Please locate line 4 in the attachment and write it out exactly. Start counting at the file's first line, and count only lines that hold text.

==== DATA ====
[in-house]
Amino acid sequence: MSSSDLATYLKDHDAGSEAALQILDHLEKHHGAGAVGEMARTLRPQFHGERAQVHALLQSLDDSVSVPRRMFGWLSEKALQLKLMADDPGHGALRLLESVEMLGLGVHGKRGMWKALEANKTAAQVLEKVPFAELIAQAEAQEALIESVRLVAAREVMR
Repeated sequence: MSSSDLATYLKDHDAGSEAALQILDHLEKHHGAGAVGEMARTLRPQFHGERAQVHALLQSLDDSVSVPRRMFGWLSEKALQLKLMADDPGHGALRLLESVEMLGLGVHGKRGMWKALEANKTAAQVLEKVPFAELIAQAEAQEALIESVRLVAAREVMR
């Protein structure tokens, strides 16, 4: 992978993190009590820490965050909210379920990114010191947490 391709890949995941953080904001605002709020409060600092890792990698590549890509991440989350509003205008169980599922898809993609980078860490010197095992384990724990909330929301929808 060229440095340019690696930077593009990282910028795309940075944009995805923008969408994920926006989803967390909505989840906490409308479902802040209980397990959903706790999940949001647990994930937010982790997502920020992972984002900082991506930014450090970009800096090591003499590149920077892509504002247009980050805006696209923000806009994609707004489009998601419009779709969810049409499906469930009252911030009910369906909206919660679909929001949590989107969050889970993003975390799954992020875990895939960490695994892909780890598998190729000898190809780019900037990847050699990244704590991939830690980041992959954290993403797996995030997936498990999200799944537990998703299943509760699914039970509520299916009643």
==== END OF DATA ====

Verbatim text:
């Protein structure tokens, strides 16, 4: 992978993190009590820490965050909210379920990114010191947490 391709890949995941953080904001605002709020409060600092890792990698590549890509991440989350509003205008169980599922898809993609980078860490010197095992384990724990909330929301929808 060229440095340019690696930077593009990282910028795309940075944009995805923008969408994920926006989803967390909505989840906490409308479902802040209980397990959903706790999940949001647990994930937010982790997502920020992972984002900082991506930014450090970009800096090591003499590149920077892509504002247009980050805006696209923000806009994609707004489009998601419009779709969810049409499906469930009252911030009910369906909206919660679909929001949590989107969050889970993003975390799954992020875990895939960490695994892909780890598998190729000898190809780019900037990847050699990244704590991939830690980041992959954290993403797996995030997936498990999200799944537990998703299943509760699914039970509520299916009643």